Q: You make a general comment that “improving your strengths vice trying to fix weaknesses” is not very productive, but surely some weaknesses are so significant that they will kill someone’s career unless they are addressed. Correct?

I have some competence about being successful as a naval officer, but I think there are strong overlaps with other career fields.  Weaknesses that MUST be fixed because they are traits that will make you spectacularly unsuccessful (I am thinking about officers I had to either fire or suggest they seek employment in a different career field as I write this):

  • Not reliably meeting commitments (repeatedly failing to do what you say you will do or are assigned to do).
  • Failing to follow up to ensure you and others meet commitments (similar to the above).
  • Being inconsiderate of others needs and interests. Of course, this is no problem if you are a brilliant artist or are independently wealthy, but most of us depend on support of others and you will not get it if people perceive you as someone who is just a “taker.” This may not kill your career, but you will be very limited in what you can achieve without the help of others.
  • Poor attention to detail or questioning attitude. These usually result from sloppy thinking and can typically be remedied, but are essential in our career field.
  • Inability to express yourself in writing and, to a lesser extent, as a public speaker.
  • Poor critical thinking, such as recommending we decomm Nimitz class carriers at 33 years of service (without being explicit about how we get there without negative impact on fleet operations) and building 68 class ships to replace them instead of 78 class. Our career field is filled with people who are excellent critical thinkers that will shoot holes in your credibility if you cannot critically examine complex arguments.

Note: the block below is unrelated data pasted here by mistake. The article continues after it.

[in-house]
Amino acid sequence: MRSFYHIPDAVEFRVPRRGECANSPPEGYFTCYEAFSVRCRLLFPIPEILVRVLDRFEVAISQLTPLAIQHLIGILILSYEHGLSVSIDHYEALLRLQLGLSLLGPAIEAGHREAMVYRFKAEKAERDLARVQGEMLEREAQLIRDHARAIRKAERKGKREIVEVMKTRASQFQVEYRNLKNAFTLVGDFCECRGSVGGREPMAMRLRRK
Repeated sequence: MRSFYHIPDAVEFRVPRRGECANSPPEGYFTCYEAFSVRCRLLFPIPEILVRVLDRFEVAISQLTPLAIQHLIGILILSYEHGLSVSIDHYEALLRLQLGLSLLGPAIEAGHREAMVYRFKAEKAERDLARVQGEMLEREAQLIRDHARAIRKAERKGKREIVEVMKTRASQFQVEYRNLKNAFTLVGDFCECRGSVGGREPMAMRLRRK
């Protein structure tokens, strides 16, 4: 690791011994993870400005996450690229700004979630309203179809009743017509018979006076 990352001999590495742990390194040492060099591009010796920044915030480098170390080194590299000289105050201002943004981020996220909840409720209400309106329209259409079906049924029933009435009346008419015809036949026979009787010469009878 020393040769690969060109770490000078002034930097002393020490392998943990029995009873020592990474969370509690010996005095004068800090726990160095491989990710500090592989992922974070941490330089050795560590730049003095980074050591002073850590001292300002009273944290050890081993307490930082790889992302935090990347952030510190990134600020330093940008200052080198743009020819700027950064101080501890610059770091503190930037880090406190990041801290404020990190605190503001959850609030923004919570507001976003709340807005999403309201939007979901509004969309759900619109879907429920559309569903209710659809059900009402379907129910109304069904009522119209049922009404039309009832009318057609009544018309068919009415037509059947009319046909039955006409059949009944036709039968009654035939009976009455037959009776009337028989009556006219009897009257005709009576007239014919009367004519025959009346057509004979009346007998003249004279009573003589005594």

• Inability to influence others (in a non-manipulative way of course) since most of the important things you can do as a senior officer cannot be achieved through direct orders.
  • Inability to grasp and explain complex, technical arguments, which will be exposed at boards and other venues.
  • Inability to do good risk assessments and teach others to do them since we do really risky stuff.
  • Inability to read quickly and be organized enough to manage the demands on your time as you get more senior. These will not “kill” your career quickly and you might even make it to O6, but you won’t be very effective when you are there and you run the risk of not comparing well with other officers who are.

Those are the ones that come quickly to mind. Noticed I skipped character flaws like being dishonest because they are obviously bad.

It is natural for junior officers to be impatient to identify your strengths and that is probably good (and normal), but there are few shortcuts that I know. They come to you slowly and sometimes the signals are very weak and you may not be listening well at the time you hear them. This certainly has been the case for me.

Three Recent Articles from Joint Forces Quarterly

Becoming an Effective Executive - Part 1